“I am in total agreement with those who believe that corporal punishment (spanking) of disobedient, etc., children in schools, from grades 1 through 12. … I am a Christian, fairly conversant with the Bible, believe what it says, and it says in my Bible, “If you don’t chastise your child, you hate him.” That says it all. … As a retired counselor, I have always asked a new parent this question: “Do you want to train this child or do you want the child to train you?” -Arthur P. Long, Guthrie
“Lady, you are so wrong -wrong – wrong. I taught in the public schools for 31 years, and i am proud to say I have spanked many children – I am prouder to say I never hurt a single one physically.” -Larry Cooper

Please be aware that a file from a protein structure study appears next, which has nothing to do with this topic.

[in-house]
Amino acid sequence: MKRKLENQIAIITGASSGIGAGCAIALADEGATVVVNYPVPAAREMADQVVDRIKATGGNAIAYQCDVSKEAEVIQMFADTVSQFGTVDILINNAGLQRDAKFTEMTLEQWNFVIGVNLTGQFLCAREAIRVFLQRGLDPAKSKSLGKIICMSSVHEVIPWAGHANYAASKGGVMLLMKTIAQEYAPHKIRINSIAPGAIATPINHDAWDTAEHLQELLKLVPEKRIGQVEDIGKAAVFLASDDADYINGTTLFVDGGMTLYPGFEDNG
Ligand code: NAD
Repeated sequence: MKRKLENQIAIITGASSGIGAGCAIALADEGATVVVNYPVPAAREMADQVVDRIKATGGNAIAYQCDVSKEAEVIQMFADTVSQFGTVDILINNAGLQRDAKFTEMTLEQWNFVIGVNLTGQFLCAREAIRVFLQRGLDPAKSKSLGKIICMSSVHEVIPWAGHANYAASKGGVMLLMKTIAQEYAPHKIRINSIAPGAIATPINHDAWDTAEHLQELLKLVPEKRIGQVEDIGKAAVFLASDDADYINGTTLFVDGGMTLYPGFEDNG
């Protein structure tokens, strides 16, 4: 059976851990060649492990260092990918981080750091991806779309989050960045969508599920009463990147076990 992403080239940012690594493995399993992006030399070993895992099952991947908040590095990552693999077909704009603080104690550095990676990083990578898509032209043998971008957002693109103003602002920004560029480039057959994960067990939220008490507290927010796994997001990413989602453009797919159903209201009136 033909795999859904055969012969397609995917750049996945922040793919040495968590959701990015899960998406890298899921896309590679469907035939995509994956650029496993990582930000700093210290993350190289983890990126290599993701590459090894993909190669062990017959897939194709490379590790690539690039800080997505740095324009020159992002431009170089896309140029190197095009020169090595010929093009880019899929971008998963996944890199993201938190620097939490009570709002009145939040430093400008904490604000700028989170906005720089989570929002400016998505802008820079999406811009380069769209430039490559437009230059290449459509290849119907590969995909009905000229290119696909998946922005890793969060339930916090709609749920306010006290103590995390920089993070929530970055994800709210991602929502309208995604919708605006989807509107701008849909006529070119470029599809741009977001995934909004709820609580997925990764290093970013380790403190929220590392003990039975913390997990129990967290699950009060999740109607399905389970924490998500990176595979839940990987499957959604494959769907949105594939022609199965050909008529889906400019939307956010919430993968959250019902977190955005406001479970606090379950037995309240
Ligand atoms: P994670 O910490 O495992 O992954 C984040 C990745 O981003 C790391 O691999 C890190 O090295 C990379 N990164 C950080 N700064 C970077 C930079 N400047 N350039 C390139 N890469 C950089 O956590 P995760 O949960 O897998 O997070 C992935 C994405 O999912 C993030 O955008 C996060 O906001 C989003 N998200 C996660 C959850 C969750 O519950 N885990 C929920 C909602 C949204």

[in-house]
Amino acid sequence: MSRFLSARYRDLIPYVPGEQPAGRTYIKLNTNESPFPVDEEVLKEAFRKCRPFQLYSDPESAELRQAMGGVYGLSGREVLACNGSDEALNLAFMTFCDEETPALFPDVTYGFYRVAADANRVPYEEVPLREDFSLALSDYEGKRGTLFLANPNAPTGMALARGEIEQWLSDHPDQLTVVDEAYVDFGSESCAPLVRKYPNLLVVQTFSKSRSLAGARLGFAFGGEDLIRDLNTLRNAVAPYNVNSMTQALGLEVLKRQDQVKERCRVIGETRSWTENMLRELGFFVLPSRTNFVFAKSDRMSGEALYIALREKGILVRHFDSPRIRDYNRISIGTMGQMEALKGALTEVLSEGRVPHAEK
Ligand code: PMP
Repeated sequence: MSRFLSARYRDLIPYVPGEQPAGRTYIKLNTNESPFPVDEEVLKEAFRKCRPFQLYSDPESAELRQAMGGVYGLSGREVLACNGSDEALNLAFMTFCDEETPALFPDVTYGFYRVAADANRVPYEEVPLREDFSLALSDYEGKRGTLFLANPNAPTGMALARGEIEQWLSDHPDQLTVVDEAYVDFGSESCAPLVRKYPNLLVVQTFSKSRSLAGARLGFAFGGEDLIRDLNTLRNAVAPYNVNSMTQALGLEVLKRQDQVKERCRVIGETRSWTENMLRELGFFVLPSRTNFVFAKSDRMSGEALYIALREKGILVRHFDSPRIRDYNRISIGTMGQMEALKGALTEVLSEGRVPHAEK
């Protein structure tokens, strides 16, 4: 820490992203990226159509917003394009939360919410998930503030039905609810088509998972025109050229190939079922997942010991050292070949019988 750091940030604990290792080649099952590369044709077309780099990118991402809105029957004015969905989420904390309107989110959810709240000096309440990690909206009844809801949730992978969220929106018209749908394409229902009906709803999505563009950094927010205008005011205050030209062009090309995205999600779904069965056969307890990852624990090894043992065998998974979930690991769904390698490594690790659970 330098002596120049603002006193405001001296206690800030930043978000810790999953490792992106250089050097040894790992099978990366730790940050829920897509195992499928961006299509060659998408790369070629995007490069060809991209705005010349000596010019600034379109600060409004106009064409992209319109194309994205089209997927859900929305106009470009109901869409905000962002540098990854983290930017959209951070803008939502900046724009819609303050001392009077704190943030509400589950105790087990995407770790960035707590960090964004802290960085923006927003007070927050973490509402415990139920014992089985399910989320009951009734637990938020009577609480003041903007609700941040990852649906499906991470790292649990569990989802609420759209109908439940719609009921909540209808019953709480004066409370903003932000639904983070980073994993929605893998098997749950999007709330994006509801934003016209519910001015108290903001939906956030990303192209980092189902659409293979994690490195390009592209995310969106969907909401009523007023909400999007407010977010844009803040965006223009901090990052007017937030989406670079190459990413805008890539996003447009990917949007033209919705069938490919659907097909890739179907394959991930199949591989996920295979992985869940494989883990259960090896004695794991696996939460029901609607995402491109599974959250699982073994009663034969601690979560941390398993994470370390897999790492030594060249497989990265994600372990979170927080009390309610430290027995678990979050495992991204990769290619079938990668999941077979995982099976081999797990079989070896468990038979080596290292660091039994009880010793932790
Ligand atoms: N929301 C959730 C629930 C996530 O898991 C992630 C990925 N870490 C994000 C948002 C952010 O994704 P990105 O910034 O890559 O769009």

“If I were you, I would write a letter to the school stating that you do not wish for your son to be corporally punished under any circumstances. Make a copy of it for your records, and send it registered mail (or certified w/return receipt). May sound like a hassle but it’s a worthwhile precaution.” -Tom Johnson
“The overwhelming evidence shows that corporal punishment is related to increased aggression, more antisocial behavior, increased criminality, more mental health problems and increased adult abusive behaviors later in life. In the states that have abolished paddling in school, school violence has declined and academic achievement has increased. And common sense tells us that when big people hit little people, the message is clear that this is the way we solve problems and it’s okay to do this. I refer you to the website stophitting.org.” -Fran Morris, State Coordinator, Oklahomans Opposed to Corporal Punishment